This study was conducted to investigate the effect of Se supplementation on prostate cancer incidence in men at high risk for prostate cancer.
A Phase 3 randomized, double-blind, placebo-controlled clinical trial was conducted in 699 men at high risk for prostate cancer (prostate specific antigen (PSA) >4 ng/ml and/or suspicious digital rectal examination and/or PSA velocity >0.75 ng/ml/year), but with a negative prostate biopsy. Participants were randomized to receive daily oral placebo (N = 232), 200 µg selenium (N = 234), or 400 µg selenium (N = 233) as selenized yeast. They were followed every 6 months for up to 5 years. The time to diagnosis of prostate cancer was compared between treatment groups using the Cox proportional hazards model.
Compared to placebo, the hazard ratios [95% confidence intervals] for risk of developing prostate cancer in the selenium 200 µg/day or the selenium 400 µg/day group were 0.94 [0.52, 1.7] and 0.90 [0.48, 1.7], respectively. PSA velocity in the selenium arms was not significantly different from that observed in the placebo group (P = 0.18 and P = 0.17, respectively).
Selenium supplementation appeared to have no effect on the incidence of prostate cancer in men at high risk. In conjunction with results of other studies, these data indicate that selenium supplementation may not have a role in prostate cancer chemoprevention.
[Show abstract][Hide abstract] ABSTRACT: Results of recent epidemiologic studies suggest the need to reassess the safe upper limit in drinking water of selenium, a metalloid with both toxicological and nutritional properties. Observational and experimental human studies on health effects of organic selenium compounds consumed through diet or supplements, and of inorganic selenium consumed through drinking water, have shown that human toxicity may occur at much lower levels than previously surmised. Evidence indicates that the chemical form of selenium strongly influences its toxicity, and that its biological activity may differ in different species, emphasizing the importance of the few human studies on health effects of the specific selenium compounds found in drinking water. Epidemiologic studies that investigated the effects of selenate, an inorganic selenium species commonly found in drinking water, together with evidence of toxicity of inorganic selenium at low levels in from in vitro and animal studies, indicate that health risks may occur at exposures below the current European Union and World Health Organization upper limit and guideline of 10 and 40μg/l, respectively, and suggest reduction to 1μg/l in order to adequately protect human health. Although few drinking waters are currently known to have selenium concentrations exceeding this level, the public health importance of this issue should not be overlooked, and further epidemiologic research is critically needed in this area.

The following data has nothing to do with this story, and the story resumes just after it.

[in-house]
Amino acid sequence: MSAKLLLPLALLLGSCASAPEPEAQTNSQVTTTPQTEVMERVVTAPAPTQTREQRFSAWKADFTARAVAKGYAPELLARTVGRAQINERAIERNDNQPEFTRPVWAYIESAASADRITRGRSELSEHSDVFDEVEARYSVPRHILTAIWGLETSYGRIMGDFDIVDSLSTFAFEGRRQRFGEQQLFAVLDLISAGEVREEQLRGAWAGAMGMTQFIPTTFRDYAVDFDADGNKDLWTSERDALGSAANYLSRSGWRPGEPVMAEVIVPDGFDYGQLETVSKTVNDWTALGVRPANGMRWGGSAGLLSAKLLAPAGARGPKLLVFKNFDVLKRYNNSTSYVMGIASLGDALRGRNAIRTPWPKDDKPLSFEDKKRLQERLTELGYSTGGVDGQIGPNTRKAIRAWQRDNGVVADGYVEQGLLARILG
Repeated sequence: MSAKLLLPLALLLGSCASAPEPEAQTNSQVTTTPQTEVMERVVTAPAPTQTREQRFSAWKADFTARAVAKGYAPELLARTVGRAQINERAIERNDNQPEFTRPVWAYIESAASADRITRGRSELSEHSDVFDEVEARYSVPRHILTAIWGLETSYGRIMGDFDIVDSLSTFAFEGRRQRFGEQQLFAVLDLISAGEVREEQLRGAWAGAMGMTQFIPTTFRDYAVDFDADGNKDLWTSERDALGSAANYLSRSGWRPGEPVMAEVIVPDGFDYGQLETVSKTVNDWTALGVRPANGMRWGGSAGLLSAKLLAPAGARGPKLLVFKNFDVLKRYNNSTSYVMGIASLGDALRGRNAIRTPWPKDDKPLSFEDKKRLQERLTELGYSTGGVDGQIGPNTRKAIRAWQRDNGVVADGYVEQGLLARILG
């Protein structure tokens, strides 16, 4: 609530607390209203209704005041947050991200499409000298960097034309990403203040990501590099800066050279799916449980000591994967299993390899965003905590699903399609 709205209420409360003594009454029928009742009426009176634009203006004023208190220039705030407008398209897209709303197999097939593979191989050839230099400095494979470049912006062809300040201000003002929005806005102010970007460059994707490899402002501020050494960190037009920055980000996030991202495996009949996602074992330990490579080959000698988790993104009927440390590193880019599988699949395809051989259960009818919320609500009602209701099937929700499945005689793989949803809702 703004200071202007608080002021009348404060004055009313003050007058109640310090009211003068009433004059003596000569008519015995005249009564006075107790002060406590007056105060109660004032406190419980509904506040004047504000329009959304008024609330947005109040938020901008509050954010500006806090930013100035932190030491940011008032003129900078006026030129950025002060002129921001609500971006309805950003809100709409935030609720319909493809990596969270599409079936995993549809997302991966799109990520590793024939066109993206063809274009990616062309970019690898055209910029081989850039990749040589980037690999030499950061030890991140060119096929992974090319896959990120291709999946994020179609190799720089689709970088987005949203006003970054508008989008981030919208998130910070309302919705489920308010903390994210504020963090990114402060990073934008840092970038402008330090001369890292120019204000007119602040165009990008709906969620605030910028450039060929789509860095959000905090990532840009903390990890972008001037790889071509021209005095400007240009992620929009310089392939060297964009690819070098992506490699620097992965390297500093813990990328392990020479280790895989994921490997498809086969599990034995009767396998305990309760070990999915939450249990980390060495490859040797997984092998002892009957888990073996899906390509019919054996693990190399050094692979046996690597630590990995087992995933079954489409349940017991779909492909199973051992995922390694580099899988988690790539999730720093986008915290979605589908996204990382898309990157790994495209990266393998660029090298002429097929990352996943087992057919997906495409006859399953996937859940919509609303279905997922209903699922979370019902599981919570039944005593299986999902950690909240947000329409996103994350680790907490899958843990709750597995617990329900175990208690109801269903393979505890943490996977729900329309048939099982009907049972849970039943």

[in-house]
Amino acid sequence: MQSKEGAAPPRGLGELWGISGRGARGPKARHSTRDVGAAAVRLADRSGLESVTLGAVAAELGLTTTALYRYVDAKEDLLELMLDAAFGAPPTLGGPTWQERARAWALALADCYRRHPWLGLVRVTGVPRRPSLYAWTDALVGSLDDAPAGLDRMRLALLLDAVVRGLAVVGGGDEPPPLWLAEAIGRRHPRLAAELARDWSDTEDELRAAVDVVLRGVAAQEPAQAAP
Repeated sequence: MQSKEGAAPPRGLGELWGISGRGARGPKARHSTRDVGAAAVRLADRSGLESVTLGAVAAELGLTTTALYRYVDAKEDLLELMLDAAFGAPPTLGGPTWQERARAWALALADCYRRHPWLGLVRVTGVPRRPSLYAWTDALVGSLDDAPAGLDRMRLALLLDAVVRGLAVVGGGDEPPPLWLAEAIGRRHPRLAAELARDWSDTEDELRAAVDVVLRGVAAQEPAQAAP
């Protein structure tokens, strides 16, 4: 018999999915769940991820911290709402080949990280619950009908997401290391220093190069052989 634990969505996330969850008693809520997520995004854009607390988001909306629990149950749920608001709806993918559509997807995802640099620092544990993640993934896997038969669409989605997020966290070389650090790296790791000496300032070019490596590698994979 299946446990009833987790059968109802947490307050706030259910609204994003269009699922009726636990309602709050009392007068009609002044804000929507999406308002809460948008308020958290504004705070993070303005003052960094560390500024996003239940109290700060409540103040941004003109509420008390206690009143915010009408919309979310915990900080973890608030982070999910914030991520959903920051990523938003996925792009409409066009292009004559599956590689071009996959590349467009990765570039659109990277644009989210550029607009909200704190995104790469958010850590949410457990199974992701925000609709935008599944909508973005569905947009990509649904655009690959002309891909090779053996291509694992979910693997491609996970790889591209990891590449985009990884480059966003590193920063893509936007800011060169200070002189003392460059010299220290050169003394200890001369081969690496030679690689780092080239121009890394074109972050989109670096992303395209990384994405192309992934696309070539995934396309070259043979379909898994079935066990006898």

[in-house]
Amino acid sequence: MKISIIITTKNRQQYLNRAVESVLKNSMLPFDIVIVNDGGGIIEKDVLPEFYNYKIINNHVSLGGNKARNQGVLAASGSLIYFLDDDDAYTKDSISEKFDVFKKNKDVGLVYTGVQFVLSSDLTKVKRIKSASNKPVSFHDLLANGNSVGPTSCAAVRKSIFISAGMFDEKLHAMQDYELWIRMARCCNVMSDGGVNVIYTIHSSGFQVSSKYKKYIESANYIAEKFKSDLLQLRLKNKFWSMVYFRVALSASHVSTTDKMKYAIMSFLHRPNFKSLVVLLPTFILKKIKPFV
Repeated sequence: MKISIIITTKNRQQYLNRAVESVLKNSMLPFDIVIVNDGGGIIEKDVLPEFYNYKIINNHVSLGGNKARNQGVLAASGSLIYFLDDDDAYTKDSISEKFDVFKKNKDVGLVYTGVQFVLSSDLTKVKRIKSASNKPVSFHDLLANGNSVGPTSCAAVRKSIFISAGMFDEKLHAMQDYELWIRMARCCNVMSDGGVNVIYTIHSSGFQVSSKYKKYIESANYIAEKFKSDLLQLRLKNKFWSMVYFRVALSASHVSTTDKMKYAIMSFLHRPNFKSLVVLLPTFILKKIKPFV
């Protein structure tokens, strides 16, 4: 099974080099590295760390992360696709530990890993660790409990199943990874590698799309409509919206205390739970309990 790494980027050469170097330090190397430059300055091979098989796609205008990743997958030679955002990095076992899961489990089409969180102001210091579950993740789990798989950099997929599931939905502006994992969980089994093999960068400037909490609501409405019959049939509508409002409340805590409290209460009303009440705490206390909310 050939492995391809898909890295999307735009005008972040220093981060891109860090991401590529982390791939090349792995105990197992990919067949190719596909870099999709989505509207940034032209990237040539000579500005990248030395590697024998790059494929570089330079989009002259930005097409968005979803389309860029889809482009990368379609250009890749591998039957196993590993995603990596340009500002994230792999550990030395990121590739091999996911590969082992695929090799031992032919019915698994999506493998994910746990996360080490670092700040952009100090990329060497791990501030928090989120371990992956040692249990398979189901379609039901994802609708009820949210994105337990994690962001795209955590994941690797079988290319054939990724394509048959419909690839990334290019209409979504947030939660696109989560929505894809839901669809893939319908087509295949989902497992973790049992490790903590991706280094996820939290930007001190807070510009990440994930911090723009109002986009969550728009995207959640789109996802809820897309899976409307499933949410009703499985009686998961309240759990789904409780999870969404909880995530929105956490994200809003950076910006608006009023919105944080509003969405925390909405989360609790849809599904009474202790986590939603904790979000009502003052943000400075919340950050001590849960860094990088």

Science of The Total Environment 12/2012; 443C:633-642. DOI:10.1016/j.scitotenv.2012.11.025 · 4.10 Impact Factor
[Show abstract][Hide abstract] ABSTRACT: Scientific opinion on the relationship between selenium and the risk of cancer has undergone radical change over the years, with selenium first viewed as a possible carcinogen in the 1940s then as a possible cancer preventive agent in the 1960s-2000s. More recently, randomized controlled trials have found no effect on cancer risk but suggest possible low-dose dermatologic and endocrine toxicity, and animal studies indicate both carcinogenic and cancer-preventive effects. A growing body of evidence from human and laboratory studies indicates dramatically different biological effects of the various inorganic and organic chemical forms of selenium, which may explain apparent inconsistencies across studies. These chemical form-specific effects also have important implications for exposure and health risk assessment. Overall, available epidemiologic evidence suggests no cancer preventive effect of increased selenium intake in healthy individuals and possible increased risk of other diseases and disorders.
Journal of Environmental Science and Health Part C Environmental Carcinogenesis & Ecotoxicology Reviews 10/2013; 31(4):305-41. DOI:10.1080/10590501.2013.844757 · 3.56 Impact Factor
[Show abstract][Hide abstract] ABSTRACT: Purpose of review:
This article provides an update of clinical research supported by the National Cancer Institute's Phase I/II prostate cancer chemoprevention agent development program.
Numerous clinical trials of pharmacologic interventions to delay, prevent or reverse carcinogenesis ('chemoprevention') with the ultimate goal of reducing cancer incidence have been conducted over the past decade. These trials range from relatively small, short-duration studies with biomarker endpoints to very large, long-term, general population trials with definitive cancer endpoints. Two large, population-based, Phase III prostate cancer prevention trials have shown a significant benefit for 5-α-reductase inhibitors. However, this class of agents was also associated with increased detection of high-grade prostate cancer. Another large, Phase III prostate cancer prevention trial showed no benefit for either selenium or vitamin E, given individually or in combination; in fact, a significant increase in prostate cancer was observed among men randomized to the vitamin E alone arm.
A number of early phase trials and three definitive Phase III trials have been conducted in the field of prostate cancer prevention over the past decade. Although a great deal has been learned from these studies, significant work remains to be done to fully realize the potential of chemoprevention in this disease.
Current opinion in oncology 03/2013; 25(3). DOI:10.1097/CCO.0b013e32835fc8d4 · 4.47 Impact Factor
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